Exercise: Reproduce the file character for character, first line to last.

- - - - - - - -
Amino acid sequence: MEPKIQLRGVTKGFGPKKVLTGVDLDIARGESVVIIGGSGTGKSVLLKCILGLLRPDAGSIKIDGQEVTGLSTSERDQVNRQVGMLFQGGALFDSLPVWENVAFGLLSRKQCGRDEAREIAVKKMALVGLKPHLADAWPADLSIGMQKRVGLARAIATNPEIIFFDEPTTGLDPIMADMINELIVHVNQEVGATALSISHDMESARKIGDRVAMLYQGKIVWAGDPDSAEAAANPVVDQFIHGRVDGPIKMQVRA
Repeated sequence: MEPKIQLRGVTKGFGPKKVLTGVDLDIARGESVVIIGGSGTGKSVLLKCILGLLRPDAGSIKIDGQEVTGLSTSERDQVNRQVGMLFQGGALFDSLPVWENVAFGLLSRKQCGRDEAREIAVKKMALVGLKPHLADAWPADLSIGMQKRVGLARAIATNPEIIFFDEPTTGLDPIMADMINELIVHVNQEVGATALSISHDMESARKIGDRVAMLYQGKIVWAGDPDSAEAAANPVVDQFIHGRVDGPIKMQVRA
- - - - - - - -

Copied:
Amino acid sequence: MEPKIQLRGVTKGFGPKKVLTGVDLDIARGESVVIIGGSGTGKSVLLKCILGLLRPDAGSIKIDGQEVTGLSTSERDQVNRQVGMLFQGGALFDSLPVWENVAFGLLSRKQCGRDEAREIAVKKMALVGLKPHLADAWPADLSIGMQKRVGLARAIATNPEIIFFDEPTTGLDPIMADMINELIVHVNQEVGATALSISHDMESARKIGDRVAMLYQGKIVWAGDPDSAEAAANPVVDQFIHGRVDGPIKMQVRA
Repeated sequence: MEPKIQLRGVTKGFGPKKVLTGVDLDIARGESVVIIGGSGTGKSVLLKCILGLLRPDAGSIKIDGQEVTGLSTSERDQVNRQVGMLFQGGALFDSLPVWENVAFGLLSRKQCGRDEAREIAVKKMALVGLKPHLADAWPADLSIGMQKRVGLARAIATNPEIIFFDEPTTGLDPIMADMINELIVHVNQEVGATALSISHDMESARKIGDRVAMLYQGKIVWAGDPDSAEAAANPVVDQFIHGRVDGPIKMQVRA